Federal government extends 10% commercial geothermal tax credit and EPAct Tax Deduction 179D

At Denovo, we use renewable energy for breakthrough value-driven solutions, and we are very excited the federal government voted to approve an extension of the 10% geothermal tax credit that had sunsetted at the end of 2016.  The reinstated tax credit is retroactive to January 1st, 2017 and will extend to all projects commenced by January 1, 2022.

The reinstatement of the 10% geothermal tax credit is great news for entities planning future work, but paramount for entities that proceeded with geothermal projects in 2017 without it.  Denovo worked with clients throughout 2017 who proceeded with geothermal without the credit, basing their decision to use the renewable on performance advantages.  This is a tremendous win for those who can now apply a 10% tax credit to their past investment.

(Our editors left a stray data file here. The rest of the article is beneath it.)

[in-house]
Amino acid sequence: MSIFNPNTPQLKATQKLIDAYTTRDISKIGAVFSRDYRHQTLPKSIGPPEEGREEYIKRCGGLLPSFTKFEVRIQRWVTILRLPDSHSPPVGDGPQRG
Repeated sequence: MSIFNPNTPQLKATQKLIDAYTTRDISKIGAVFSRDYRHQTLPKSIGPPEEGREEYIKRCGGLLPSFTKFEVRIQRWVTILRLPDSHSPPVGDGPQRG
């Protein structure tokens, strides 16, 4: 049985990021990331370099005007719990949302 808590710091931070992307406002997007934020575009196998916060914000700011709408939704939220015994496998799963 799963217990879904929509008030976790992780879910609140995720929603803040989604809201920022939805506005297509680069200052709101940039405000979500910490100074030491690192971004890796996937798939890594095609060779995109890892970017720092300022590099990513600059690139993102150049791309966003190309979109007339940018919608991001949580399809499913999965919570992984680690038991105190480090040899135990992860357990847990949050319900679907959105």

In addition, geothermal solutions tie into another energy incentive extended by the federal government. Under Code Sec. 179D, as enacted by the Energy Policy Act of 2005 (EPAct), building owners or tenants who make qualifying energy-reducing investments can obtain immediate tax deductions of up to $1.80-per-square-foot. If the building project doesn’t qualify for the maximum deduction, there are tax deductions of up to $0.60-per-square-foot for each of the three major building subsystems: lighting, HVAC and the building envelope.

It should be noted that the federal tax credits for wind and solar stayed in effect this whole time.  This geothermal extension achieves parity between the three renewables.  Geothermal heat pumps can constitute a highly profitable investment, with a very attractive payback time. Financial advantages are not restricted to reducing annual energy bills, but also encompass reduced system replacement and maintenance costs.

We keep a close eye on all local, state, and federal renewable incentives where we work as almost all of our MEP construction projects involve renewable energy sources. Currently, we are utilizing solar thermal to significantly reduce the amount of propane used in the swine industry. In large commercial buildings and hotels, we utilize geothermal heat pumps as an energy-efficient alternative to traditional HVAC systems.